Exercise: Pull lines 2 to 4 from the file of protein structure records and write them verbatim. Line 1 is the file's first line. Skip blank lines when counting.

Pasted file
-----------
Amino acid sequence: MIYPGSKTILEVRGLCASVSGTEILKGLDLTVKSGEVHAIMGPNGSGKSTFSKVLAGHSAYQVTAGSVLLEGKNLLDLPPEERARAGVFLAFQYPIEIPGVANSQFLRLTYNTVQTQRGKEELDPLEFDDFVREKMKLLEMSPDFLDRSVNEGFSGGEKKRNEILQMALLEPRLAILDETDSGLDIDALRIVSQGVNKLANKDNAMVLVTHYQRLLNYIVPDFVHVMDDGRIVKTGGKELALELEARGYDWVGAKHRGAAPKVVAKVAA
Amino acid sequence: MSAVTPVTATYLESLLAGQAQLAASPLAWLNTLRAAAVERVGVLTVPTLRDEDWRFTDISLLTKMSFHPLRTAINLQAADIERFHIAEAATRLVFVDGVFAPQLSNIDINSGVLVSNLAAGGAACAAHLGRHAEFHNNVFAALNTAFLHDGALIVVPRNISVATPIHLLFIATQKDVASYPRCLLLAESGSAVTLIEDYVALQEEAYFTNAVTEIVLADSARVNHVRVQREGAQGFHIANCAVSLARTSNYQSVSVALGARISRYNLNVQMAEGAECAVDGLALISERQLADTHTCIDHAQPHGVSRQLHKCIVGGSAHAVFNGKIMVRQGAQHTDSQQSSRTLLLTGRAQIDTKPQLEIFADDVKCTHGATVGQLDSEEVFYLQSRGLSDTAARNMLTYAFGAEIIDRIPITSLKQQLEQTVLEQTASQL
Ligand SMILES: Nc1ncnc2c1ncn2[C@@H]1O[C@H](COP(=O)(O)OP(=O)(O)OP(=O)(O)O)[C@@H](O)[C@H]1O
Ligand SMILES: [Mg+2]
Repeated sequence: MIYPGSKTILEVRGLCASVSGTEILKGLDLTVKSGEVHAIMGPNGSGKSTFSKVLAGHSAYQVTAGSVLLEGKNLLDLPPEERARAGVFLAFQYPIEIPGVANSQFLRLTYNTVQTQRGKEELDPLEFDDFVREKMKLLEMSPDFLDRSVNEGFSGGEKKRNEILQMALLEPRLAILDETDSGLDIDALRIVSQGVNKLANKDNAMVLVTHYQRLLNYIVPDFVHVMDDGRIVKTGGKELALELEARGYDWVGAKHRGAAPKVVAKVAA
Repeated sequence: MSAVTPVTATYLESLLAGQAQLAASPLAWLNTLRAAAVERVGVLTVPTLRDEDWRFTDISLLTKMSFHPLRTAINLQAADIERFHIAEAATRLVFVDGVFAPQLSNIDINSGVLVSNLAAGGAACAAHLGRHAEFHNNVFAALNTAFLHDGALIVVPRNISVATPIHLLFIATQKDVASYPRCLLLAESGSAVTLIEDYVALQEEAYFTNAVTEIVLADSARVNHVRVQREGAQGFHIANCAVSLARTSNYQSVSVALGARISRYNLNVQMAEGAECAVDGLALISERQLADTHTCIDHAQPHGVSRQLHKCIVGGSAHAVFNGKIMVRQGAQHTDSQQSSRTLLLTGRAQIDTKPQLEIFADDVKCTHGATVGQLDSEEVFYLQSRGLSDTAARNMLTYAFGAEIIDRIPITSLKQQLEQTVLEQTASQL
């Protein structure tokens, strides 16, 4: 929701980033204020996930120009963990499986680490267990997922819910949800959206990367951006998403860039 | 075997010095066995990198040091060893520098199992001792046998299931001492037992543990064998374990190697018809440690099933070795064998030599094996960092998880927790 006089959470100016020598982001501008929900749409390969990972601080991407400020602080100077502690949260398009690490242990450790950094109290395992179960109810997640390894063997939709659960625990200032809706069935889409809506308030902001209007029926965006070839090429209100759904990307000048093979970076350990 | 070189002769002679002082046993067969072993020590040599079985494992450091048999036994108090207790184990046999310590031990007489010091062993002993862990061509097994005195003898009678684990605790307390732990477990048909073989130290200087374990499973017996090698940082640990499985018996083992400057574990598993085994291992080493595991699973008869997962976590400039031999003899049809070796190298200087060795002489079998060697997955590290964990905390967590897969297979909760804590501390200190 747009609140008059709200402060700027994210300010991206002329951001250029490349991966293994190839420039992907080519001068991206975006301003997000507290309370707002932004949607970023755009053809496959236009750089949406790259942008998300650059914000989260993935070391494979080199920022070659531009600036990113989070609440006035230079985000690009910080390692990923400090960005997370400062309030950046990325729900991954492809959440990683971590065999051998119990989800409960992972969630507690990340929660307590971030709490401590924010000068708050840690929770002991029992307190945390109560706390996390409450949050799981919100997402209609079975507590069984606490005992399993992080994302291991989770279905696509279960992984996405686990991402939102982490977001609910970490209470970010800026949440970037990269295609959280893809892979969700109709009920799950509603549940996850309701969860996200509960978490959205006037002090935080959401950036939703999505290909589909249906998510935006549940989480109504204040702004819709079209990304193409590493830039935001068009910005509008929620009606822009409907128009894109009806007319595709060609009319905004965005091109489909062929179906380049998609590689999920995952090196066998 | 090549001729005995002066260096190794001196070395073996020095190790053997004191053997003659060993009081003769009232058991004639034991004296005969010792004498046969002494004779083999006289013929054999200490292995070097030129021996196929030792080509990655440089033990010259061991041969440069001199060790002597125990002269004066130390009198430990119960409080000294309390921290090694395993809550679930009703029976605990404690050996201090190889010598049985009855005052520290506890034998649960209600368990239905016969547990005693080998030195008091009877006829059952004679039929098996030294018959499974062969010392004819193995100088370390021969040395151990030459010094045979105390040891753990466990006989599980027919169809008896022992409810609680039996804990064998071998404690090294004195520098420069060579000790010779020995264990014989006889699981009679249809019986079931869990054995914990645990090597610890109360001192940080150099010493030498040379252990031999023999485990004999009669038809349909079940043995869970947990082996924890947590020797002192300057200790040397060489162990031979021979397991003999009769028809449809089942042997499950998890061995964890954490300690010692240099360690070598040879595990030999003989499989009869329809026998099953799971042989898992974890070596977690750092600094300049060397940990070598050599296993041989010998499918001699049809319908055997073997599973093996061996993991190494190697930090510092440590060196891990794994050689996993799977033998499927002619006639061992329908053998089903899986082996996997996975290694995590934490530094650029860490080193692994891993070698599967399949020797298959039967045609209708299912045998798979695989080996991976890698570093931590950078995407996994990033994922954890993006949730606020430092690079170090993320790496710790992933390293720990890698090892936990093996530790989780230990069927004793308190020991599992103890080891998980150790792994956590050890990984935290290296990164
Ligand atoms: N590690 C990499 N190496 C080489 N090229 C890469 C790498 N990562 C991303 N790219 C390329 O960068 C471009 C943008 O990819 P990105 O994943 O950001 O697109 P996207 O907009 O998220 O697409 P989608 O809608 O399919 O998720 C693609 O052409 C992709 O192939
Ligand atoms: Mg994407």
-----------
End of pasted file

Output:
Amino acid sequence: MSAVTPVTATYLESLLAGQAQLAASPLAWLNTLRAAAVERVGVLTVPTLRDEDWRFTDISLLTKMSFHPLRTAINLQAADIERFHIAEAATRLVFVDGVFAPQLSNIDINSGVLVSNLAAGGAACAAHLGRHAEFHNNVFAALNTAFLHDGALIVVPRNISVATPIHLLFIATQKDVASYPRCLLLAESGSAVTLIEDYVALQEEAYFTNAVTEIVLADSARVNHVRVQREGAQGFHIANCAVSLARTSNYQSVSVALGARISRYNLNVQMAEGAECAVDGLALISERQLADTHTCIDHAQPHGVSRQLHKCIVGGSAHAVFNGKIMVRQGAQHTDSQQSSRTLLLTGRAQIDTKPQLEIFADDVKCTHGATVGQLDSEEVFYLQSRGLSDTAARNMLTYAFGAEIIDRIPITSLKQQLEQTVLEQTASQL
Ligand SMILES: Nc1ncnc2c1ncn2[C@@H]1O[C@H](COP(=O)(O)OP(=O)(O)OP(=O)(O)O)[C@@H](O)[C@H]1O
Ligand SMILES: [Mg+2]